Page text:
Reviews round-up

The critics' verdicts on Stephen King, Sathnam Sanghera and Maxim Leon.

Doctor Sleep by Stephen King

The greatly anticipated sequel to one of the most infamous horror stories of the 20th century, The Shining, has arrived. The story finds Danny Torrance, having escaped from the Overlook Hotel and inherited his father’s alcohol addiction, attending AA meetings and working as an orderly in a hospice. He has retained his ability to “shine” and can therefore offer the hospice’s dying a degree of closure and serenity, as they reflect on their life's mistakes. It is this activity that gives rise to Danny’s nickname, “Doctor Sleep”. Danny soon finds himself in spiritual contact with another “shining” child – Abra, a girl whose ability is so potent that she predicted the 9/11 disaster as an infant. Danny and Abra soon find themselves pursued by the “True Knot”, a group of nightmarish, vampire-like beings, whose continued existence relies on their absorbing the ‘steam’ that exudes from the tortured corpses of young shiners. Danny and Abra realise that they must confront the ‘True Knot’ and the story follows the endeavours in the pursuit of this aim.

The author Margaret Atwood is very complimentary in The New York Times. She states that “King’s inventiveness and skill show no signs of slacking: Doctor Sleep has all the virtues of his best work.” According to Atwood, King is “a well-trusted guide to the underworld” who gives the reader “a thorough tour of the inferno” with an assurance that he will “get them out alive.” Atwood also goes on to herald King as being “right at the center of an American literary taproot” that liberates horror writing from the sceptic denunciation of its being a “subliterary genre”, while further praising King for adding a “family dimension” that augments the multi-faceted creation Atwood believes this book to be.

The Telegraph’s Jake Kerridge is also heartily impressed by King’s latest effort. While Kerridge is riled that “There is no suggestion that his [Danny’s] euthanising activities are anything other than laudable” he finds the latter part of the novel to be “tremendously exciting”. Kerridge recognises the King’s personal progress between the writing of The Shining and Doctor Sleep, calling the former “a yell of despair from the darkest of places” and the latter “a warm, entertaining novel by a man who is no longer the prisoner of his demons...”

Stuart Kelly of The Scotsman is somewhat less impressed by King’s style. While Kelly acknowledges that Doctor Sleep is “indubitably a page turner”, he adds that “it might not be a re-reader.” Kelly judges King to be “an ideas writer, not a sentence writer”, stating that some of the ideas in the novel would have been better “not jumbled into a sequel.”  The “evil” is “banal”, according to Kelly, and the “book seems dependent on the idea that it will one day not be a novel.” Kelly does, however, add the comforting caveat that he “would read the prequel about Abra”.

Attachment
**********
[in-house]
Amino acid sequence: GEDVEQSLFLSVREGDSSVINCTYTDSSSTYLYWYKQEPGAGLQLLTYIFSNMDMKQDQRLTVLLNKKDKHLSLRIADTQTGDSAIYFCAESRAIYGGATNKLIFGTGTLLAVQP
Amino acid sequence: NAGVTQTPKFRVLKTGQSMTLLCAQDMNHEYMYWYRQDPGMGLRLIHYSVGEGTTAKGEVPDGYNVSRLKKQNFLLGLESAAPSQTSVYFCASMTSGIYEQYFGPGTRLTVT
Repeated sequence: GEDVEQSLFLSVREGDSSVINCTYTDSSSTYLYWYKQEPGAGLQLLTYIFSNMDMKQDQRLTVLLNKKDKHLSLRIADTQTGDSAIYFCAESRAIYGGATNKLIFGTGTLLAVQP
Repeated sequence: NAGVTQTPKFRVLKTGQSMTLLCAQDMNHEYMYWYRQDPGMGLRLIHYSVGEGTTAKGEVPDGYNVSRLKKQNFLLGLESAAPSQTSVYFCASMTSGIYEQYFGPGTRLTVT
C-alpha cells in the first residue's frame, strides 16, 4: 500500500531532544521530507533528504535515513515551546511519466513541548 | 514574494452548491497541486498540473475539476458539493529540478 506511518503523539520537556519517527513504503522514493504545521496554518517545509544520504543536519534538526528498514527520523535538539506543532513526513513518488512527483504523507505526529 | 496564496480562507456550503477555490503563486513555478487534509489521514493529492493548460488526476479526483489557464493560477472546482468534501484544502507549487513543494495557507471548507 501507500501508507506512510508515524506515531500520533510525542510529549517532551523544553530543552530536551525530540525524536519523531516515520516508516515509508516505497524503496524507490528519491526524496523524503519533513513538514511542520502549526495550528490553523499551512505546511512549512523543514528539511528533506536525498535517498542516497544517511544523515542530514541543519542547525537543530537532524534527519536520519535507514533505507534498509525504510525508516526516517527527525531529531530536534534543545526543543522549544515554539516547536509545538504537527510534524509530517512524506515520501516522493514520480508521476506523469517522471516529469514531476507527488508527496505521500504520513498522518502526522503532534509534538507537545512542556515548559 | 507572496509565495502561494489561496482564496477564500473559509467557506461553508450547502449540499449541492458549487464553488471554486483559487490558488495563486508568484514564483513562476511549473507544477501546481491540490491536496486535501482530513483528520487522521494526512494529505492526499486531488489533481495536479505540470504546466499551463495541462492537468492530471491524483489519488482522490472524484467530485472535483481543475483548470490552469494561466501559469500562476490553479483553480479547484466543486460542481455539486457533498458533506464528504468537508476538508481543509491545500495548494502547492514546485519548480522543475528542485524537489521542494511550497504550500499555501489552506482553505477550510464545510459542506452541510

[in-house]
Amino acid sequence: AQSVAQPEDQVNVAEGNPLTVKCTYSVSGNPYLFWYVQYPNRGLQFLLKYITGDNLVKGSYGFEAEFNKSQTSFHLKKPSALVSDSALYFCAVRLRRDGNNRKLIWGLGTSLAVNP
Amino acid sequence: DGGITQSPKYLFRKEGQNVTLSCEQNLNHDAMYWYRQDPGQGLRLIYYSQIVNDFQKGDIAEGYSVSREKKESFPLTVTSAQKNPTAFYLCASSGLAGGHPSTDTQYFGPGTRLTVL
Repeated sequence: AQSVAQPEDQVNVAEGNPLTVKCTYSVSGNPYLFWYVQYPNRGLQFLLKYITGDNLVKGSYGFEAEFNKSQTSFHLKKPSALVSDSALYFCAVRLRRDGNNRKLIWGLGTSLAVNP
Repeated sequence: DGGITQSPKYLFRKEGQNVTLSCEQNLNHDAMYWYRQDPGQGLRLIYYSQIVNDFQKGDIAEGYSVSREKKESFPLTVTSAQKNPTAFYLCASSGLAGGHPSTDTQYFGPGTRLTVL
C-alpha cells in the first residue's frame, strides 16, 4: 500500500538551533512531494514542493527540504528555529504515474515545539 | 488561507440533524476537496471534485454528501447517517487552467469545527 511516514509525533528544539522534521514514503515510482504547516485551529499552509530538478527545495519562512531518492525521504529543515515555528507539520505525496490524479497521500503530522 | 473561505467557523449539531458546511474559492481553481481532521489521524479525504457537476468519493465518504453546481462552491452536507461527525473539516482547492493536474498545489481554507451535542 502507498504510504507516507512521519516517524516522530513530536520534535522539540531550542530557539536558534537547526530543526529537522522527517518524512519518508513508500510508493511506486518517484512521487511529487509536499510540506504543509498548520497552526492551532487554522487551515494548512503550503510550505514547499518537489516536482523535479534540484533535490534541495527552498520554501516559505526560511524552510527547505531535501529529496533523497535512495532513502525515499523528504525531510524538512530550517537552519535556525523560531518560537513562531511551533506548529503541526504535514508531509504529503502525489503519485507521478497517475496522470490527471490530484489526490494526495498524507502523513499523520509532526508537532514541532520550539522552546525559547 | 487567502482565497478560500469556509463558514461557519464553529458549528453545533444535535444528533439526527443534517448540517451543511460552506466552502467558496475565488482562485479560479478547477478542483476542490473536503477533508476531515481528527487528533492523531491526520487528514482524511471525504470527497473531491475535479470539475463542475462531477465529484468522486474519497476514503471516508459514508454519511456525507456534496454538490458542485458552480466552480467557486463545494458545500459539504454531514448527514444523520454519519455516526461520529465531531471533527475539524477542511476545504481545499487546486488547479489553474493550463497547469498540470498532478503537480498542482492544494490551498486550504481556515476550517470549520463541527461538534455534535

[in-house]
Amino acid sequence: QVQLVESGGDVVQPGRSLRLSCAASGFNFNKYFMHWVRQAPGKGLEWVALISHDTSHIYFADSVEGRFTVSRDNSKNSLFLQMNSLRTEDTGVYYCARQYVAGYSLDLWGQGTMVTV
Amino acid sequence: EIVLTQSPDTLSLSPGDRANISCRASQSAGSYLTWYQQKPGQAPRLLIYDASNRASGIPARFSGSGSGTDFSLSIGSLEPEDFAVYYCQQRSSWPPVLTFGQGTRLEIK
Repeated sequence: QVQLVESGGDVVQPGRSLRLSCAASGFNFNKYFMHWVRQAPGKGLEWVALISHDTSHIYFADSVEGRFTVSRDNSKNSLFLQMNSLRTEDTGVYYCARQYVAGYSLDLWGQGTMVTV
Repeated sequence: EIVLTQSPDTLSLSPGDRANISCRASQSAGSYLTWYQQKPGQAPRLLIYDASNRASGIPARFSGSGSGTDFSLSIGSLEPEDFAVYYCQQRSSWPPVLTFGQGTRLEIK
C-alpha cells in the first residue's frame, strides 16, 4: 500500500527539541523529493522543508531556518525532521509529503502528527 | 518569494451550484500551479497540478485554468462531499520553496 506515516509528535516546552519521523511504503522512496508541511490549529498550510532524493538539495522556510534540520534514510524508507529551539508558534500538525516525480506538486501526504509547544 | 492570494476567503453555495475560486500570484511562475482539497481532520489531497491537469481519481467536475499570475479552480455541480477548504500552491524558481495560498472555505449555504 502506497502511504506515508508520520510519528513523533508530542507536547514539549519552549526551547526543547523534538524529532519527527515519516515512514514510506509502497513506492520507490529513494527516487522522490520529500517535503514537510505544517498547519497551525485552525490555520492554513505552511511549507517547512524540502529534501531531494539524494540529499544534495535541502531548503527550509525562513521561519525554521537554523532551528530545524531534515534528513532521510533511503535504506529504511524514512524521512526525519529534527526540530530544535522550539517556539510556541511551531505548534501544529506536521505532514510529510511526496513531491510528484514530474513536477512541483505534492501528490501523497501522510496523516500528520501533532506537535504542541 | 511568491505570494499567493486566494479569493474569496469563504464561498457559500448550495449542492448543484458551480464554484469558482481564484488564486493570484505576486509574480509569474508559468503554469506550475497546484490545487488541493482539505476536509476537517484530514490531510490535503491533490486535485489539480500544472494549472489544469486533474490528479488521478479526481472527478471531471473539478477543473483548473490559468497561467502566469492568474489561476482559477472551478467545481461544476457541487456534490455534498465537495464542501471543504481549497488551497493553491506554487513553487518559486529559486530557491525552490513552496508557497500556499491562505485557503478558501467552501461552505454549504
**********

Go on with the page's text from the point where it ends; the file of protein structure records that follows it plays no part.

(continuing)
Marriage Material by Sathnam Sanghera

Sathnam Sanghera’s debut novel, Marriage Material, is a re-working of Arnold Bennett’s 1908 work The Old Wives’ Tale, from which, to use his own phrase, Sanghera has “shoplifted characters and elements of plot” to create a study of immigrant society in Britain. The novel follows two temporally linked storylines, one being that of Sikh Punjabi sisters Kamaljit and Surinder Bains, who work in their father’s Wolverhampton corner-shop and the other being that of Arjan, Kamaljit’s son. Arjan, having managed to create a trendy, media-centric London existence, is forced to leave this and his English girlfriend behind after his father dies. Arjan returns to run the family business, only to face society's racism, the prospect of marriage and a plethora of quandaries involving his identity as an immigrant and the apparent cultural clash of which he is inevitably part.

Margaret Drabble, writing for The Spectator, applauds Sanghera for his “nicely judged” “mix of comedy, satire, realism and optimism...” Drabble is appreciative of Sanghera’s style and its subtle allusions to Bennett: “This dangerous material is handled with a darkly comic lightness of touch, and an impassively detached ironic tone that may owe something to Bennett...” Drabble, thus, is more than impressed with Marriage Material, “... [a] book so well researched you hardly notice the work that’s gone into it.”

Meera Syal, in The Observer, praises Sanghera’s mining of “rich veins”, as well as the manner in which Sanghera’s “subtle and often very funny prose” reveals his profound motifs. Syal makes clear that Sanghera is dealing with themes that “have been covered by other writers before him”, but it is Sanghera’s “deft sense of irony and self-awareness” that lift the novel “far above cliché”. Syal uses phrases such as “tender and funny”, as well as “cracking and pacy”, to indicate that, in her opinion, Marriage Material will “stay with you for some time...”